While you may not agree with anything Dr. Lessig says, he does have at least one valid point: Copyright *is* hindering innovation. I’m a mobile DJ. Compressed audio technology has presented me with a fantastic opportunity to improve my service, and I’m not talking about piracy. You see, up until a few years ago, I was limited to carrying 800 of my most popular CDs to a gig where they would get scratched, lost, or stolen. Now thanks to MP3, I can carry ALL of my music on a PC and never have to worry about skips, scratches, or loss/theft. With a PC, I am no longer forced to stand in the dark with a flashlight in my mouth trying to find (and hoping I brought) that one CD with that one requested song. Now, I simply perform a search for the requested song and have it cued up in a matter of seconds. And if I don’t own the requested song, I can use my 3G cellular modem to conect to the internet and purchase the song from iTunes or Wal-Mart. This effectively gives me a music library of over 700,000 titles, which should please any customer.

    I’m not stealing anything. I am paying the proper groups. The only difference between me and John Q. Public is that I am John Q. Commercial-User. As a commercial user I do not have the right to convert my legally purchased CDs to MP3. iTunes, Wal-Mart, Napster, et al downloads are only for personal use. So even though I pay my dues, I am still a criminal.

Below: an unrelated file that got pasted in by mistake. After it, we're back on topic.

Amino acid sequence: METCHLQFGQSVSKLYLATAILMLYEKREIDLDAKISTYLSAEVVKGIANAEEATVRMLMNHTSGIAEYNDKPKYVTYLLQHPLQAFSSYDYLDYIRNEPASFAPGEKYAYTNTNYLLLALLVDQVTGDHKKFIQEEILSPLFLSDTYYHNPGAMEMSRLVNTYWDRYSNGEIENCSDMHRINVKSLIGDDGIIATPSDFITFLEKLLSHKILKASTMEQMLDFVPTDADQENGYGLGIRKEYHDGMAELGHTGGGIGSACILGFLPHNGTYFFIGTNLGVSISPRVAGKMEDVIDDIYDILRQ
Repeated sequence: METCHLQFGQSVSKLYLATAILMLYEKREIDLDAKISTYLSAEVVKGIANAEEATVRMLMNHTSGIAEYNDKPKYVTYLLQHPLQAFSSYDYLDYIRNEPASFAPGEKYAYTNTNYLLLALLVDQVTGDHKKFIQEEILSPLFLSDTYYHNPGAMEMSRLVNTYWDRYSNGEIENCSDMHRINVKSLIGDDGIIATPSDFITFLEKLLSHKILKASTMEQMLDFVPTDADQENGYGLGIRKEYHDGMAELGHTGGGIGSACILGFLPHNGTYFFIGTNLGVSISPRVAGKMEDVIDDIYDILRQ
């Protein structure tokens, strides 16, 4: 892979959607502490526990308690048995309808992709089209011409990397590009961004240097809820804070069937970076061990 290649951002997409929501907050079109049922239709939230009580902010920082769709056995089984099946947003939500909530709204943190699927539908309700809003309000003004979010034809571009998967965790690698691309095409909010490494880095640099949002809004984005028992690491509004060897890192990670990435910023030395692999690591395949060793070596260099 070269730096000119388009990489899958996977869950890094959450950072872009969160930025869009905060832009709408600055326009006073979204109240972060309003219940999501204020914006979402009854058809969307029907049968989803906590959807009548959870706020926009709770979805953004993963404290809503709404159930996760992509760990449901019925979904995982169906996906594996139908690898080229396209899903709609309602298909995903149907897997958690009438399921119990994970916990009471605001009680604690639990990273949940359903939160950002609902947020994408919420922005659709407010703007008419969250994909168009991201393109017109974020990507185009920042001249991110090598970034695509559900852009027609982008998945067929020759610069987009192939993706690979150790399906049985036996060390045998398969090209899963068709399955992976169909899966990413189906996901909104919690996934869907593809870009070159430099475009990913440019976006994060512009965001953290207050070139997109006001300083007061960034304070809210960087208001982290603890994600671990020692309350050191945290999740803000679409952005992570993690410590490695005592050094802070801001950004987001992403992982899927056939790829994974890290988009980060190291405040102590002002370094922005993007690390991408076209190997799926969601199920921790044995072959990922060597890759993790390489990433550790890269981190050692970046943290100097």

What’s that? Mechanical License you say? Sure, I could get a mechanical license and obtain a legal right to archive my CDs and only use the MP3s, but Harry Fox Agency does not license anything less than 500 copies. Even the largest DJ company in the world does not have 500 DJ systems, and I only have one. Why do I need 500 copies? Sure, I still have legal recourse. I can contact each and every publisher to obtain written permission to archive my CDs, but how long do you figure it will take for me to get written permission for the 5000+ CDs I own? Plus, that still won’t help me with iTunes, Wal-Mart, or Napster.

    In reality, the current copyright laws have hindered the growth of not just me, but the entire DJ industry.